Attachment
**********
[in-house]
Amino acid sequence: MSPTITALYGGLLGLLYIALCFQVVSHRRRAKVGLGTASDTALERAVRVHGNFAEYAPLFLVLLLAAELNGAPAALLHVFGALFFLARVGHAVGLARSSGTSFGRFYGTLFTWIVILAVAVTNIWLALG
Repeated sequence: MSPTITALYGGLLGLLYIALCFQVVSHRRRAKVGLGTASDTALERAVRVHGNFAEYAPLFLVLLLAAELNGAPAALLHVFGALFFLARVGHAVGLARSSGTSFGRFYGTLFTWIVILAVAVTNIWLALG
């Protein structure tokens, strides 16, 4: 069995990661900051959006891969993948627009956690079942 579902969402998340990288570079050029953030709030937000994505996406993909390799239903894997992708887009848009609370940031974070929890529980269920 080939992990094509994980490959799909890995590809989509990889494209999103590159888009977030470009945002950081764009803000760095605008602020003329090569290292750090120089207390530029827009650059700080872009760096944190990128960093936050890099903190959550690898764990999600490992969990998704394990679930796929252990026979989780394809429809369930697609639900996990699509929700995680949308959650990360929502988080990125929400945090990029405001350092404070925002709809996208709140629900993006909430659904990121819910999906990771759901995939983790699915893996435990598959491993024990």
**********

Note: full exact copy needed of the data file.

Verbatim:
[in-house]
Amino acid sequence: MSPTITALYGGLLGLLYIALCFQVVSHRRRAKVGLGTASDTALERAVRVHGNFAEYAPLFLVLLLAAELNGAPAALLHVFGALFFLARVGHAVGLARSSGTSFGRFYGTLFTWIVILAVAVTNIWLALG
Repeated sequence: MSPTITALYGGLLGLLYIALCFQVVSHRRRAKVGLGTASDTALERAVRVHGNFAEYAPLFLVLLLAAELNGAPAALLHVFGALFFLARVGHAVGLARSSGTSFGRFYGTLFTWIVILAVAVTNIWLALG
């Protein structure tokens, strides 16, 4: 069995990661900051959006891969993948627009956690079942 579902969402998340990288570079050029953030709030937000994505996406993909390799239903894997992708887009848009609370940031974070929890529980269920 080939992990094509994980490959799909890995590809989509990889494209999103590159888009977030470009945002950081764009803000760095605008602020003329090569290292750090120089207390530029827009650059700080872009760096944190990128960093936050890099903190959550690898764990999600490992969990998704394990679930796929252990026979989780394809429809369930697609639900996990699509929700995680949308959650990360929502988080990125929400945090990029405001350092404070925002709809996208709140629900993006909430659904990121819910999906990771759901995939983790699915893996435990598959491993024990």